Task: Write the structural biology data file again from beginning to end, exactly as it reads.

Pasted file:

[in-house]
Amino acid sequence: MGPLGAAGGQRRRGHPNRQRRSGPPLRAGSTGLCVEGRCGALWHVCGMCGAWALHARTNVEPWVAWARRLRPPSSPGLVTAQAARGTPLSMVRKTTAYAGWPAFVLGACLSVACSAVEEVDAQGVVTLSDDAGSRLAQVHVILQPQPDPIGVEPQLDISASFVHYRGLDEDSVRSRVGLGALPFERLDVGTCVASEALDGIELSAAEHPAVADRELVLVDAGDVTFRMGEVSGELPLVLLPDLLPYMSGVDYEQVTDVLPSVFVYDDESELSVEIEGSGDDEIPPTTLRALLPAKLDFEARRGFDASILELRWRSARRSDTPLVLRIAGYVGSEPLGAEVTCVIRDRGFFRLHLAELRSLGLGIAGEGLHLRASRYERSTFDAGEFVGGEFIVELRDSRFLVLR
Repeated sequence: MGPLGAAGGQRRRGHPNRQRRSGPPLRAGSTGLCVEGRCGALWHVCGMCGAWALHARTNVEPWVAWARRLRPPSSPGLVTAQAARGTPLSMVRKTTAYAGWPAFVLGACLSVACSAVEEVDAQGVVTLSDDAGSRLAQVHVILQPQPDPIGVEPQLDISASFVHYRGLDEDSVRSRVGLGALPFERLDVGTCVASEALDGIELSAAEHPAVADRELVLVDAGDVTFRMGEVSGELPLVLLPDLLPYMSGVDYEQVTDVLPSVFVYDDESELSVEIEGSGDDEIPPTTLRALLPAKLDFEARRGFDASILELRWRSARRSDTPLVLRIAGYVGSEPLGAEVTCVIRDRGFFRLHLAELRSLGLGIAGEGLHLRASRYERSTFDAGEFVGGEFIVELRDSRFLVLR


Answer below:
[in-house]
Amino acid sequence: MGPLGAAGGQRRRGHPNRQRRSGPPLRAGSTGLCVEGRCGALWHVCGMCGAWALHARTNVEPWVAWARRLRPPSSPGLVTAQAARGTPLSMVRKTTAYAGWPAFVLGACLSVACSAVEEVDAQGVVTLSDDAGSRLAQVHVILQPQPDPIGVEPQLDISASFVHYRGLDEDSVRSRVGLGALPFERLDVGTCVASEALDGIELSAAEHPAVADRELVLVDAGDVTFRMGEVSGELPLVLLPDLLPYMSGVDYEQVTDVLPSVFVYDDESELSVEIEGSGDDEIPPTTLRALLPAKLDFEARRGFDASILELRWRSARRSDTPLVLRIAGYVGSEPLGAEVTCVIRDRGFFRLHLAELRSLGLGIAGEGLHLRASRYERSTFDAGEFVGGEFIVELRDSRFLVLR
Repeated sequence: MGPLGAAGGQRRRGHPNRQRRSGPPLRAGSTGLCVEGRCGALWHVCGMCGAWALHARTNVEPWVAWARRLRPPSSPGLVTAQAARGTPLSMVRKTTAYAGWPAFVLGACLSVACSAVEEVDAQGVVTLSDDAGSRLAQVHVILQPQPDPIGVEPQLDISASFVHYRGLDEDSVRSRVGLGALPFERLDVGTCVASEALDGIELSAAEHPAVADRELVLVDAGDVTFRMGEVSGELPLVLLPDLLPYMSGVDYEQVTDVLPSVFVYDDESELSVEIEGSGDDEIPPTTLRALLPAKLDFEARRGFDASILELRWRSARRSDTPLVLRIAGYVGSEPLGAEVTCVIRDRGFFRLHLAELRSLGLGIAGEGLHLRASRYERSTFDAGEFVGGEFIVELRDSRFLVLR